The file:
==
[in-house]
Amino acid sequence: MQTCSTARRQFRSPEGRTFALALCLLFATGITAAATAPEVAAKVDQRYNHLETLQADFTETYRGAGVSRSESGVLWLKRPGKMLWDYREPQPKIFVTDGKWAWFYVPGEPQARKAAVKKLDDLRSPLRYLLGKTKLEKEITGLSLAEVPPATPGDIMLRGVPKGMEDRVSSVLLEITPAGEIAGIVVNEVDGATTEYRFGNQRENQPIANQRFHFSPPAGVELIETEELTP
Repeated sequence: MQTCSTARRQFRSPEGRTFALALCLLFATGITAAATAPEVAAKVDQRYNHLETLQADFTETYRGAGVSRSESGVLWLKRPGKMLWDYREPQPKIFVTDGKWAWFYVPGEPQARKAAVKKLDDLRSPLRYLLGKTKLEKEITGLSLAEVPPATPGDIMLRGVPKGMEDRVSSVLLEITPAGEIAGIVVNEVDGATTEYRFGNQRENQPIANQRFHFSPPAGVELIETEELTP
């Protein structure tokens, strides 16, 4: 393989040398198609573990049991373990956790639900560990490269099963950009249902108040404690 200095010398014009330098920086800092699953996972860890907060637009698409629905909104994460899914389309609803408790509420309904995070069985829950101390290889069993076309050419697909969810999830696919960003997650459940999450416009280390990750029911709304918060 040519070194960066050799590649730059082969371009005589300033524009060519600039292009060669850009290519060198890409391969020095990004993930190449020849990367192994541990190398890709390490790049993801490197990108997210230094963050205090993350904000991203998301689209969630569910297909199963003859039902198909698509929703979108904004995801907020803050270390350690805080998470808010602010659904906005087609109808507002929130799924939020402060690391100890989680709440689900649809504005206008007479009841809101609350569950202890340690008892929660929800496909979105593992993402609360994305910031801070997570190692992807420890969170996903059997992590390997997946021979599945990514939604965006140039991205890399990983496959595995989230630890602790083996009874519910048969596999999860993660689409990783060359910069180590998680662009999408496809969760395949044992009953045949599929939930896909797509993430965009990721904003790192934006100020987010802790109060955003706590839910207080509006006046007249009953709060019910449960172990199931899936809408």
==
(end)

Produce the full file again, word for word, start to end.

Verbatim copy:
[in-house]
Amino acid sequence: MQTCSTARRQFRSPEGRTFALALCLLFATGITAAATAPEVAAKVDQRYNHLETLQADFTETYRGAGVSRSESGVLWLKRPGKMLWDYREPQPKIFVTDGKWAWFYVPGEPQARKAAVKKLDDLRSPLRYLLGKTKLEKEITGLSLAEVPPATPGDIMLRGVPKGMEDRVSSVLLEITPAGEIAGIVVNEVDGATTEYRFGNQRENQPIANQRFHFSPPAGVELIETEELTP
Repeated sequence: MQTCSTARRQFRSPEGRTFALALCLLFATGITAAATAPEVAAKVDQRYNHLETLQADFTETYRGAGVSRSESGVLWLKRPGKMLWDYREPQPKIFVTDGKWAWFYVPGEPQARKAAVKKLDDLRSPLRYLLGKTKLEKEITGLSLAEVPPATPGDIMLRGVPKGMEDRVSSVLLEITPAGEIAGIVVNEVDGATTEYRFGNQRENQPIANQRFHFSPPAGVELIETEELTP
């Protein structure tokens, strides 16, 4: 393989040398198609573990049991373990956790639900560990490269099963950009249902108040404690 200095010398014009330098920086800092699953996972860890907060637009698409629905909104994460899914389309609803408790509420309904995070069985829950101390290889069993076309050419697909969810999830696919960003997650459940999450416009280390990750029911709304918060 040519070194960066050799590649730059082969371009005589300033524009060519600039292009060669850009290519060198890409391969020095990004993930190449020849990367192994541990190398890709390490790049993801490197990108997210230094963050205090993350904000991203998301689209969630569910297909199963003859039902198909698509929703979108904004995801907020803050270390350690805080998470808010602010659904906005087609109808507002929130799924939020402060690391100890989680709440689900649809504005206008007479009841809101609350569950202890340690008892929660929800496909979105593992993402609360994305910031801070997570190692992807420890969170996903059997992590390997997946021979599945990514939604965006140039991205890399990983496959595995989230630890602790083996009874519910048969596999999860993660689409990783060359910069180590998680662009999408496809969760395949044992009953045949599929939930896909797509993430965009990721904003790192934006100020987010802790109060955003706590839910207080509006006046007249009953709060019910449960172990199931899936809408």